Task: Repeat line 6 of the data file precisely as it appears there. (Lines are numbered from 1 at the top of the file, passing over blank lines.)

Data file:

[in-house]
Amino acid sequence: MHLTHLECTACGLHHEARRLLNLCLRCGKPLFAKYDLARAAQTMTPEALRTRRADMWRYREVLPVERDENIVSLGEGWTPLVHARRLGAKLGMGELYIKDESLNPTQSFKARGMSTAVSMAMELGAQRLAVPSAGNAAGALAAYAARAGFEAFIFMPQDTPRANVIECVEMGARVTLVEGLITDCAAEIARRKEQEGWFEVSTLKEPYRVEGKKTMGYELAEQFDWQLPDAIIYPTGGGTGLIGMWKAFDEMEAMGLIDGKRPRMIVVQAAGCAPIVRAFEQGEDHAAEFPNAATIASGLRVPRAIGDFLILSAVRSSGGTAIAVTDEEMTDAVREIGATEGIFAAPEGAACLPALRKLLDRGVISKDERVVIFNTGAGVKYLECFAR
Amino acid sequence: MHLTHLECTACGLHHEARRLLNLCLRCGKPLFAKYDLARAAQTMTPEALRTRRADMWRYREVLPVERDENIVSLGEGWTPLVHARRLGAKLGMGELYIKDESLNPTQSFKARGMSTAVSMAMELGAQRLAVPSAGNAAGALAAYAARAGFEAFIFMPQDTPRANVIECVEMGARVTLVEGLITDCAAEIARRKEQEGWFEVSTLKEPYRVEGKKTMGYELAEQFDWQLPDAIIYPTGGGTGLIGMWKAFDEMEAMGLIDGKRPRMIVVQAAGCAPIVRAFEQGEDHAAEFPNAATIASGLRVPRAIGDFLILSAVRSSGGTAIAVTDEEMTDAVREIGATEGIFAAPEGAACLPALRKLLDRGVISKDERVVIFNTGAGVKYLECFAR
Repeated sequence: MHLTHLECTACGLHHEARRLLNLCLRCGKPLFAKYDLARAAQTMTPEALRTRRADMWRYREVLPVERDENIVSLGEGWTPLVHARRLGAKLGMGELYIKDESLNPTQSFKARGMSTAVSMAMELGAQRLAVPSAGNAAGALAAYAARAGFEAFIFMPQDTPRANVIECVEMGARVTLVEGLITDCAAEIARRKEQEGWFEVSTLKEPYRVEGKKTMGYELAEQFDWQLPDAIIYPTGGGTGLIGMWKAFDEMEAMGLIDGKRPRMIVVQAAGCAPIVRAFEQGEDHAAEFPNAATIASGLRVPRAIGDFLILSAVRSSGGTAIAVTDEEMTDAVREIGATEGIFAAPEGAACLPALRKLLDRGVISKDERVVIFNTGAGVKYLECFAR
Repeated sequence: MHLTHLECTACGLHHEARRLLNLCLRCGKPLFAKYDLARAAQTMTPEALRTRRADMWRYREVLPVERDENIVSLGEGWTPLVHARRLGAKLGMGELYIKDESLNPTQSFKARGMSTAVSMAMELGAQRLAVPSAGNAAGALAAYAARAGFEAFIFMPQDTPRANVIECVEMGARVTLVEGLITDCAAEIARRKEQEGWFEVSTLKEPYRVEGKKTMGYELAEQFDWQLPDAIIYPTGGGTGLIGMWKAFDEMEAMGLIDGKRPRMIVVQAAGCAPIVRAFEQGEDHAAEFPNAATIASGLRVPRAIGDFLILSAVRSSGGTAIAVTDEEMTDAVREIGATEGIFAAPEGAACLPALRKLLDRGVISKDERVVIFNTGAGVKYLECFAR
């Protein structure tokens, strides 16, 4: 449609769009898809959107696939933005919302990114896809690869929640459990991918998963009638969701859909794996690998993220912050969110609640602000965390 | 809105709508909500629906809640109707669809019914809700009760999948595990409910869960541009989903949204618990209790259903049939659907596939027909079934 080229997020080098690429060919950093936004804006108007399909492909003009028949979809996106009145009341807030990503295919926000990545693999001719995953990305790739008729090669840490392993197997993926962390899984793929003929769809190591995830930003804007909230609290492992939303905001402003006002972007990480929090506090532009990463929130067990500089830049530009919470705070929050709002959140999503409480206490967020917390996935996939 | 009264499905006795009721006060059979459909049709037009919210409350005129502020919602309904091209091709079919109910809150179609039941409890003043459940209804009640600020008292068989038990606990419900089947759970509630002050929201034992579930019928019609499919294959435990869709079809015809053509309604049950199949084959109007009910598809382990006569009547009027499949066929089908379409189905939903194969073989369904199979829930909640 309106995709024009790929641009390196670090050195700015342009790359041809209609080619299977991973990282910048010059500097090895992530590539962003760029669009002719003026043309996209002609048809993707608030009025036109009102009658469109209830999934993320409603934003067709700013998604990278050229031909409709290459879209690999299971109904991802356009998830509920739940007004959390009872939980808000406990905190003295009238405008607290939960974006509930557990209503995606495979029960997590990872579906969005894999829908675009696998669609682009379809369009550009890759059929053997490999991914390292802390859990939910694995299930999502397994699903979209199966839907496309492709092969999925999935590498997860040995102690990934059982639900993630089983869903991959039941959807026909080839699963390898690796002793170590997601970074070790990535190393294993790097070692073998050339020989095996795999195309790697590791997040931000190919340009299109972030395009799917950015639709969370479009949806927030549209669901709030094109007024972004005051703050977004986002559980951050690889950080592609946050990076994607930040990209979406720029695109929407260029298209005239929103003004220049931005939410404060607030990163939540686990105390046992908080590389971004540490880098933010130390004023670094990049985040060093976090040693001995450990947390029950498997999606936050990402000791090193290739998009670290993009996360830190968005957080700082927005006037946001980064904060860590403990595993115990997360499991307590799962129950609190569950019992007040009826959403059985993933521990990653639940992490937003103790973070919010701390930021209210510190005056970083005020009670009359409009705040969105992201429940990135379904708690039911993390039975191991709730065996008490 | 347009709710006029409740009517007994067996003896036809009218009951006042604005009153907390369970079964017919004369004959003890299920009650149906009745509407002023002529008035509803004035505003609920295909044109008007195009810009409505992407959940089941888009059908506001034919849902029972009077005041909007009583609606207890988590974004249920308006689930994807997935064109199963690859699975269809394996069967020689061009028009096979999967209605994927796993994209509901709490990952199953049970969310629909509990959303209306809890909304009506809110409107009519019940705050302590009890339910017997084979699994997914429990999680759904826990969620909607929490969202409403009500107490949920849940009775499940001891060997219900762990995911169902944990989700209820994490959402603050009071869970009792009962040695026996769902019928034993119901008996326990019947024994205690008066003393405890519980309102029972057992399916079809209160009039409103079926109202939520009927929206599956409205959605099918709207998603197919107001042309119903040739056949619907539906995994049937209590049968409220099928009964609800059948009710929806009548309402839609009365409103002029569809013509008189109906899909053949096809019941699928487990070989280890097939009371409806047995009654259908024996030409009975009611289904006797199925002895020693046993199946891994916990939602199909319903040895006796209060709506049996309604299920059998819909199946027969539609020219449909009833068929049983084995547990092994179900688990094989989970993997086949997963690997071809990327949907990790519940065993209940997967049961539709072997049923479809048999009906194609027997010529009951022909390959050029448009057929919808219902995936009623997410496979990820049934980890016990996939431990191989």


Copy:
């Protein structure tokens, strides 16, 4: 449609769009898809959107696939933005919302990114896809690869929640459990991918998963009638969701859909794996690998993220912050969110609640602000965390 | 809105709508909500629906809640109707669809019914809700009760999948595990409910869960541009989903949204618990209790259903049939659907596939027909079934 080229997020080098690429060919950093936004804006108007399909492909003009028949979809996106009145009341807030990503295919926000990545693999001719995953990305790739008729090669840490392993197997993926962390899984793929003929769809190591995830930003804007909230609290492992939303905001402003006002972007990480929090506090532009990463929130067990500089830049530009919470705070929050709002959140999503409480206490967020917390996935996939 | 009264499905006795009721006060059979459909049709037009919210409350005129502020919602309904091209091709079919109910809150179609039941409890003043459940209804009640600020008292068989038990606990419900089947759970509630002050929201034992579930019928019609499919294959435990869709079809015809053509309604049950199949084959109007009910598809382990006569009547009027499949066929089908379409189905939903194969073989369904199979829930909640 309106995709024009790929641009390196670090050195700015342009790359041809209609080619299977991973990282910048010059500097090895992530590539962003760029669009002719003026043309996209002609048809993707608030009025036109009102009658469109209830999934993320409603934003067709700013998604990278050229031909409709290459879209690999299971109904991802356009998830509920739940007004959390009872939980808000406990905190003295009238405008607290939960974006509930557990209503995606495979029960997590990872579906969005894999829908675009696998669609682009379809369009550009890759059929053997490999991914390292802390859990939910694995299930999502397994699903979209199966839907496309492709092969999925999935590498997860040995102690990934059982639900993630089983869903991959039941959807026909080839699963390898690796002793170590997601970074070790990535190393294993790097070692073998050339020989095996795999195309790697590791997040931000190919340009299109972030395009799917950015639709969370479009949806927030549209669901709030094109007024972004005051703050977004986002559980951050690889950080592609946050990076994607930040990209979406720029695109929407260029298209005239929103003004220049931005939410404060607030990163939540686990105390046992908080590389971004540490880098933010130390004023670094990049985040060093976090040693001995450990947390029950498997999606936050990402000791090193290739998009670290993009996360830190968005957080700082927005006037946001980064904060860590403990595993115990997360499991307590799962129950609190569950019992007040009826959403059985993933521990990653639940992490937003103790973070919010701390930021209210510190005056970083005020009670009359409009705040969105992201429940990135379904708690039911993390039975191991709730065996008490 | 347009709710006029409740009517007994067996003896036809009218009951006042604005009153907390369970079964017919004369004959003890299920009650149906009745509407002023002529008035509803004035505003609920295909044109008007195009810009409505992407959940089941888009059908506001034919849902029972009077005041909007009583609606207890988590974004249920308006689930994807997935064109199963690859699975269809394996069967020689061009028009096979999967209605994927796993994209509901709490990952199953049970969310629909509990959303209306809890909304009506809110409107009519019940705050302590009890339910017997084979699994997914429990999680759904826990969620909607929490969202409403009500107490949920849940009775499940001891060997219900762990995911169902944990989700209820994490959402603050009071869970009792009962040695026996769902019928034993119901008996326990019947024994205690008066003393405890519980309102029972057992399916079809209160009039409103079926109202939520009927929206599956409205959605099918709207998603197919107001042309119903040739056949619907539906995994049937209590049968409220099928009964609800059948009710929806009548309402839609009365409103002029569809013509008189109906899909053949096809019941699928487990070989280890097939009371409806047995009654259908024996030409009975009611289904006797199925002895020693046993199946891994916990939602199909319903040895006796209060709506049996309604299920059998819909199946027969539609020219449909009833068929049983084995547990092994179900688990094989989970993997086949997963690997071809990327949907990790519940065993209940997967049961539709072997049923479809048999009906194609027997010529009951022909390959050029448009057929919808219902995936009623997410496979990820049934980890016990996939431990191989």